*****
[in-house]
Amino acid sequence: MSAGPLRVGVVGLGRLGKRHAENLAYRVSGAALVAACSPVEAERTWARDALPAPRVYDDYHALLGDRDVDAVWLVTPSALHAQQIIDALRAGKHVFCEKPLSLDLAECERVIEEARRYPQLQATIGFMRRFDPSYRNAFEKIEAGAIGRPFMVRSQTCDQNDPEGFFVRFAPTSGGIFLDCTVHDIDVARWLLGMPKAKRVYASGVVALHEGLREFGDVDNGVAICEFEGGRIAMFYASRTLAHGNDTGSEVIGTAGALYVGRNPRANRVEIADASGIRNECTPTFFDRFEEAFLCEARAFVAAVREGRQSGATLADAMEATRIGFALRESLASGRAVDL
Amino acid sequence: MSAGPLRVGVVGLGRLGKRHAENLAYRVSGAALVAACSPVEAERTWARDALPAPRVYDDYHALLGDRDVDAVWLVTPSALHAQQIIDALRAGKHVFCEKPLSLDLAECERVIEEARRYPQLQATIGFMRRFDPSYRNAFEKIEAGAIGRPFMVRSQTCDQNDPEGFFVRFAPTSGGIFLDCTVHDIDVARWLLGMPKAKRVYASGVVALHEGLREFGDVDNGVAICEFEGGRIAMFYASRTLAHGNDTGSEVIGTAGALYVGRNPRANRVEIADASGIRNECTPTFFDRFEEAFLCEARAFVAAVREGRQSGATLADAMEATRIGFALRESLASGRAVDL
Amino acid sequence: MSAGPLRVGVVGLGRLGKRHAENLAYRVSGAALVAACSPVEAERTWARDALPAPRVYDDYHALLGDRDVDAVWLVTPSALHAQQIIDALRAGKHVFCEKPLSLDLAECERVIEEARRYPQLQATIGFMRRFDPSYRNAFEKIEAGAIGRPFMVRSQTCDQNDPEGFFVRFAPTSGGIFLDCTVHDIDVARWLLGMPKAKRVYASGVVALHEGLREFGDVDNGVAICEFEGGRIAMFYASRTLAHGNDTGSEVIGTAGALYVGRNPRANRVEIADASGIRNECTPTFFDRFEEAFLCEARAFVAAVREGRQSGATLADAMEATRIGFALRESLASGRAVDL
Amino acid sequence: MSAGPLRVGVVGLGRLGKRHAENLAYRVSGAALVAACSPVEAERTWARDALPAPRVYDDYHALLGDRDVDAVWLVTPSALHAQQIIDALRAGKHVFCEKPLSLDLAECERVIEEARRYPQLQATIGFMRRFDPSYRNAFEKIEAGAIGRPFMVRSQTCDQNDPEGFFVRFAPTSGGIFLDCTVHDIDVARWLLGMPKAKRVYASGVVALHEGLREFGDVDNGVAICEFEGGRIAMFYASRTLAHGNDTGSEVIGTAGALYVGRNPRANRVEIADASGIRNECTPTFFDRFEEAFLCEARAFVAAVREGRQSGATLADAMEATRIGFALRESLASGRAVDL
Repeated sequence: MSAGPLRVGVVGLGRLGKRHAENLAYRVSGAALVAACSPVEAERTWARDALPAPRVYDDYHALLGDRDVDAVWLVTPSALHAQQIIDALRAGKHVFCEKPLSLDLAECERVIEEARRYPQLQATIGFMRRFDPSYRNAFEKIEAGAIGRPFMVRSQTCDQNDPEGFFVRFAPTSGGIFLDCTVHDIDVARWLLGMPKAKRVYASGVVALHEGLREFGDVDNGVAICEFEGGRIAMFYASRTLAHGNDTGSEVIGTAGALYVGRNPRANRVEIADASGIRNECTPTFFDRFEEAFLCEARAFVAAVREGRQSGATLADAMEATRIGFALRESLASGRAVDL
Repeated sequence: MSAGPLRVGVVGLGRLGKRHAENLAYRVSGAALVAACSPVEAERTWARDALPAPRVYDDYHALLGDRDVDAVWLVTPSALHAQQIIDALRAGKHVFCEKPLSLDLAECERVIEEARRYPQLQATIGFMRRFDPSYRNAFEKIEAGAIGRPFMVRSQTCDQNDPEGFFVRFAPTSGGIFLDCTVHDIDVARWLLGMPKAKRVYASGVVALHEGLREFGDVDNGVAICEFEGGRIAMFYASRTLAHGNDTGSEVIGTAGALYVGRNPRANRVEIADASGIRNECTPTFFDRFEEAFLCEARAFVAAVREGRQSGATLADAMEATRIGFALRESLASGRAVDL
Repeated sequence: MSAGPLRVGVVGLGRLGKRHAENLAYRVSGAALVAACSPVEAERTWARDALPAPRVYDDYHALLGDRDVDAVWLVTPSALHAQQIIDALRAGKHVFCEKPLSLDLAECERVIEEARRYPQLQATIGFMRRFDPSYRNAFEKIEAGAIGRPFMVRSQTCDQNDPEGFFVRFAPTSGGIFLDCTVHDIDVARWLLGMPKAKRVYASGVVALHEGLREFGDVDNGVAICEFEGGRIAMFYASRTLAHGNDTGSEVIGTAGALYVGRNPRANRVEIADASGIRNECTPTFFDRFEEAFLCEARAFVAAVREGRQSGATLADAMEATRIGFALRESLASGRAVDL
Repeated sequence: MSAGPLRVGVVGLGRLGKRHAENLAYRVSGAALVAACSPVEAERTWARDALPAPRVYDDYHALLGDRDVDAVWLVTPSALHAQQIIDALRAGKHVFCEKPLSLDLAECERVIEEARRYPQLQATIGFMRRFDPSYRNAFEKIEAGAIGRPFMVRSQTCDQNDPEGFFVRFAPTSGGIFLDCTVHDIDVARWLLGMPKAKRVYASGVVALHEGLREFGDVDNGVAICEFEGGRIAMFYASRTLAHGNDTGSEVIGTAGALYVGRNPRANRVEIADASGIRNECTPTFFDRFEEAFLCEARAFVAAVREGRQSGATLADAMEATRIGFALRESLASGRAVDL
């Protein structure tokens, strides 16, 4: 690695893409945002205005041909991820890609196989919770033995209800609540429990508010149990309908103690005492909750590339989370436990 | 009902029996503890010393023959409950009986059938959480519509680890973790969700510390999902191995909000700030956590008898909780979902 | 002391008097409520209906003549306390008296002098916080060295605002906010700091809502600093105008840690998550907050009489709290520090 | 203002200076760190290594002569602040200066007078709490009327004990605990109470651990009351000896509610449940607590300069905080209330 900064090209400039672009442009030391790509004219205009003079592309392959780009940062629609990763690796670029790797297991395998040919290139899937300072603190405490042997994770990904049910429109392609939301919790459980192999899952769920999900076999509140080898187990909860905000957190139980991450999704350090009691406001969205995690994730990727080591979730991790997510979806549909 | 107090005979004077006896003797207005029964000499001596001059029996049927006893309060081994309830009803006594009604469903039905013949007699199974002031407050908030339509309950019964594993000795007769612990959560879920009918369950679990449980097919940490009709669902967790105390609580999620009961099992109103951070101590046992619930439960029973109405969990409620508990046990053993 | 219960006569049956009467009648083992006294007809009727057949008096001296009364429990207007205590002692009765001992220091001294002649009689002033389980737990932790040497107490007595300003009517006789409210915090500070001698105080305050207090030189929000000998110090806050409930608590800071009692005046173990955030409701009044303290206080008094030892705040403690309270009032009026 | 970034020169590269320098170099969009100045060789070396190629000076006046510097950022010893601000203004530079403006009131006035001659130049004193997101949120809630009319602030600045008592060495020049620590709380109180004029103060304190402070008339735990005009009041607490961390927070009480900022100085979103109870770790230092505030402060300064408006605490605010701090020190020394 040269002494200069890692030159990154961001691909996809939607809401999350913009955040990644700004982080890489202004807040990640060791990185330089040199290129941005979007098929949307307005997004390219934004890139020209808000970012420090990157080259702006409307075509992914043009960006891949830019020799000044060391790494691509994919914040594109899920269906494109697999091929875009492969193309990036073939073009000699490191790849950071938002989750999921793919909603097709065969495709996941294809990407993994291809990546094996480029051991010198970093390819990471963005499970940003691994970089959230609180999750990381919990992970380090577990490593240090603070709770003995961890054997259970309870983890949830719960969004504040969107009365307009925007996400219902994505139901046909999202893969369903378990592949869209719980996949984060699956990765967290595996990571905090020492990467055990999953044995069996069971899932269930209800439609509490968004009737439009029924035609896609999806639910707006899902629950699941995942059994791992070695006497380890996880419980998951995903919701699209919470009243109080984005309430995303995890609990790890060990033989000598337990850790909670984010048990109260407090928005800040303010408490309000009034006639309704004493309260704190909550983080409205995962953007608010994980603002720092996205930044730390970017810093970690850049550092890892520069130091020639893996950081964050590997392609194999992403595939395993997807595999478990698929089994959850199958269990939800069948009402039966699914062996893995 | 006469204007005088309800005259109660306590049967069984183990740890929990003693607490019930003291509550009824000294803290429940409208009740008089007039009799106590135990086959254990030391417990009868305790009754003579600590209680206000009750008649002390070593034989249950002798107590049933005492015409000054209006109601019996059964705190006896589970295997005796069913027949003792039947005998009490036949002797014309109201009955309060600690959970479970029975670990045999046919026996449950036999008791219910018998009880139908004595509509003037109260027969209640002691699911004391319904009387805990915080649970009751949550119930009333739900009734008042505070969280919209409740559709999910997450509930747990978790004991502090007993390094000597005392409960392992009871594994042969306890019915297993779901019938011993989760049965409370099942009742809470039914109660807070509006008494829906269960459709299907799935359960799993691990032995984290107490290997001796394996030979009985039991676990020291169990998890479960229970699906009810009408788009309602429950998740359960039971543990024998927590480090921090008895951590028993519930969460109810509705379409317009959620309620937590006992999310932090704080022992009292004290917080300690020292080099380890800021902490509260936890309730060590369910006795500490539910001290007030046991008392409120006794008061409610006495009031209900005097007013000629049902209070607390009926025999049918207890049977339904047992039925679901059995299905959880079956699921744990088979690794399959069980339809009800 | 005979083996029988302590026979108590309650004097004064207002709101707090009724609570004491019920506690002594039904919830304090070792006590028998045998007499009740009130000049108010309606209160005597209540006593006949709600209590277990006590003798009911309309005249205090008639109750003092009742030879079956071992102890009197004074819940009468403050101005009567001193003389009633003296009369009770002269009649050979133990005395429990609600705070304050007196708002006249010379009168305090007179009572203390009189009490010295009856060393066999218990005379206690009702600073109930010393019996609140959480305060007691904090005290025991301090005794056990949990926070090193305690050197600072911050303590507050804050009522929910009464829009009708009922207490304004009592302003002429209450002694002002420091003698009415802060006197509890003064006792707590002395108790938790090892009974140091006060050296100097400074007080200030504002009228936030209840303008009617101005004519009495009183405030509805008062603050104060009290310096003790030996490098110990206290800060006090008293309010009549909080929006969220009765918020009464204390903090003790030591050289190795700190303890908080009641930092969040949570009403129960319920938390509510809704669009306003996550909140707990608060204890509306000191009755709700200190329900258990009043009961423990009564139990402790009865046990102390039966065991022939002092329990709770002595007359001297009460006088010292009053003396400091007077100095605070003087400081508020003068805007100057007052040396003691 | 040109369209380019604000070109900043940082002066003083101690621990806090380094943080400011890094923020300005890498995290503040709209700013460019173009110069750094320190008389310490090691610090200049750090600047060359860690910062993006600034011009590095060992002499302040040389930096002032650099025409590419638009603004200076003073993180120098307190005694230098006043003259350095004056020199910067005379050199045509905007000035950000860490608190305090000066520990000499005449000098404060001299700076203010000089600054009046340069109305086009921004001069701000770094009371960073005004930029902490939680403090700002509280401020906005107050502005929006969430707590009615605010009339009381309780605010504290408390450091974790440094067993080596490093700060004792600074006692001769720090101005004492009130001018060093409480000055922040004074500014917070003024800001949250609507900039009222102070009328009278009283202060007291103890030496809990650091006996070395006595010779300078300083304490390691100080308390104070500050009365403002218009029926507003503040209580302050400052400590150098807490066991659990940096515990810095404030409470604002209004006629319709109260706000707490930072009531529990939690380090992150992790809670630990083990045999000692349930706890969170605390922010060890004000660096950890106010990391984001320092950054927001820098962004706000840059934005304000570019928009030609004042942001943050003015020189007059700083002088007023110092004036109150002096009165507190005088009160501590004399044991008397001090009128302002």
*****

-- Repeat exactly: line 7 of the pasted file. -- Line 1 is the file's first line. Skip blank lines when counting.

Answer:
Repeated sequence: MSAGPLRVGVVGLGRLGKRHAENLAYRVSGAALVAACSPVEAERTWARDALPAPRVYDDYHALLGDRDVDAVWLVTPSALHAQQIIDALRAGKHVFCEKPLSLDLAECERVIEEARRYPQLQATIGFMRRFDPSYRNAFEKIEAGAIGRPFMVRSQTCDQNDPEGFFVRFAPTSGGIFLDCTVHDIDVARWLLGMPKAKRVYASGVVALHEGLREFGDVDNGVAICEFEGGRIAMFYASRTLAHGNDTGSEVIGTAGALYVGRNPRANRVEIADASGIRNECTPTFFDRFEEAFLCEARAFVAAVREGRQSGATLADAMEATRIGFALRESLASGRAVDL